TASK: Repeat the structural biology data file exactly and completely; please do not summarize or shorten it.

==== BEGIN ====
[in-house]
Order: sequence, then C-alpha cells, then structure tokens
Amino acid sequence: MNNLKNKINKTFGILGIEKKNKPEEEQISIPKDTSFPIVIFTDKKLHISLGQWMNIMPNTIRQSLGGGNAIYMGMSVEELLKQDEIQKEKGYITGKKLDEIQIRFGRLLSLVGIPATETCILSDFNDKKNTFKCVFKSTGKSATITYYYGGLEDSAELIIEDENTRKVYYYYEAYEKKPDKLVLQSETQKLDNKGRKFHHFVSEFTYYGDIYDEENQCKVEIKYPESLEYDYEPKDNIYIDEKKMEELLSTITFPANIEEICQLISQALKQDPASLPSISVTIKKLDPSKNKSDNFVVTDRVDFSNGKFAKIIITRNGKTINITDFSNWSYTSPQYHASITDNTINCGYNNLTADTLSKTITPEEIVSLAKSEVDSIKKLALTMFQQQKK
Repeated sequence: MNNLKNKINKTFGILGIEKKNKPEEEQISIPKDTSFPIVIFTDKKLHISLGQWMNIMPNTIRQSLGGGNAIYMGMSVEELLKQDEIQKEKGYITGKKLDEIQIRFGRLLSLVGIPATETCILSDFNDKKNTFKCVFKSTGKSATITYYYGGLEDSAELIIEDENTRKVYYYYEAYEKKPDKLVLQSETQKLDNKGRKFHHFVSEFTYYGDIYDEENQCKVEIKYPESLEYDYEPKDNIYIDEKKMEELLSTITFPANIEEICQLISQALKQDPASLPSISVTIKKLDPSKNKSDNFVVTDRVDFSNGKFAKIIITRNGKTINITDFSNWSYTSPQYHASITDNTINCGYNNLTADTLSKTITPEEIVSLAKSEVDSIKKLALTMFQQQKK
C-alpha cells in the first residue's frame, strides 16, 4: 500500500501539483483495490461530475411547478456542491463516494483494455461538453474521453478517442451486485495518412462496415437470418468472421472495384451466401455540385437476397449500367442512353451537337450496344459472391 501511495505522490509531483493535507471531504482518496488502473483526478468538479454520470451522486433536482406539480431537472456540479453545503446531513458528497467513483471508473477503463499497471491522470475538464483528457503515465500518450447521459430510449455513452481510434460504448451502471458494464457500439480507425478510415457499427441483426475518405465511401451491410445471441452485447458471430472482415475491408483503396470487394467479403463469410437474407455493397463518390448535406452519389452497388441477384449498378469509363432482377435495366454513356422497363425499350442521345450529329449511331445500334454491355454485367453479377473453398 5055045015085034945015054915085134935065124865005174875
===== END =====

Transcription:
[in-house]
Order: sequence, then C-alpha cells, then structure tokens
Amino acid sequence: MNNLKNKINKTFGILGIEKKNKPEEEQISIPKDTSFPIVIFTDKKLHISLGQWMNIMPNTIRQSLGGGNAIYMGMSVEELLKQDEIQKEKGYITGKKLDEIQIRFGRLLSLVGIPATETCILSDFNDKKNTFKCVFKSTGKSATITYYYGGLEDSAELIIEDENTRKVYYYYEAYEKKPDKLVLQSETQKLDNKGRKFHHFVSEFTYYGDIYDEENQCKVEIKYPESLEYDYEPKDNIYIDEKKMEELLSTITFPANIEEICQLISQALKQDPASLPSISVTIKKLDPSKNKSDNFVVTDRVDFSNGKFAKIIITRNGKTINITDFSNWSYTSPQYHASITDNTINCGYNNLTADTLSKTITPEEIVSLAKSEVDSIKKLALTMFQQQKK
Repeated sequence: MNNLKNKINKTFGILGIEKKNKPEEEQISIPKDTSFPIVIFTDKKLHISLGQWMNIMPNTIRQSLGGGNAIYMGMSVEELLKQDEIQKEKGYITGKKLDEIQIRFGRLLSLVGIPATETCILSDFNDKKNTFKCVFKSTGKSATITYYYGGLEDSAELIIEDENTRKVYYYYEAYEKKPDKLVLQSETQKLDNKGRKFHHFVSEFTYYGDIYDEENQCKVEIKYPESLEYDYEPKDNIYIDEKKMEELLSTITFPANIEEICQLISQALKQDPASLPSISVTIKKLDPSKNKSDNFVVTDRVDFSNGKFAKIIITRNGKTINITDFSNWSYTSPQYHASITDNTINCGYNNLTADTLSKTITPEEIVSLAKSEVDSIKKLALTMFQQQKK
C-alpha cells in the first residue's frame, strides 16, 4: 500500500501539483483495490461530475411547478456542491463516494483494455461538453474521453478517442451486485495518412462496415437470418468472421472495384451466401455540385437476397449500367442512353451537337450496344459472391 501511495505522490509531483493535507471531504482518496488502473483526478468538479454520470451522486433536482406539480431537472456540479453545503446531513458528497467513483471508473477503463499497471491522470475538464483528457503515465500518450447521459430510449455513452481510434460504448451502471458494464457500439480507425478510415457499427441483426475518405465511401451491410445471441452485447458471430472482415475491408483503396470487394467479403463469410437474407455493397463518390448535406452519389452497388441477384449498378469509363432482377435495366454513356422497363425499350442521345450529329449511331445500334454491355454485367453479377473453398 5055045015085034945015054915085134935065124865005174875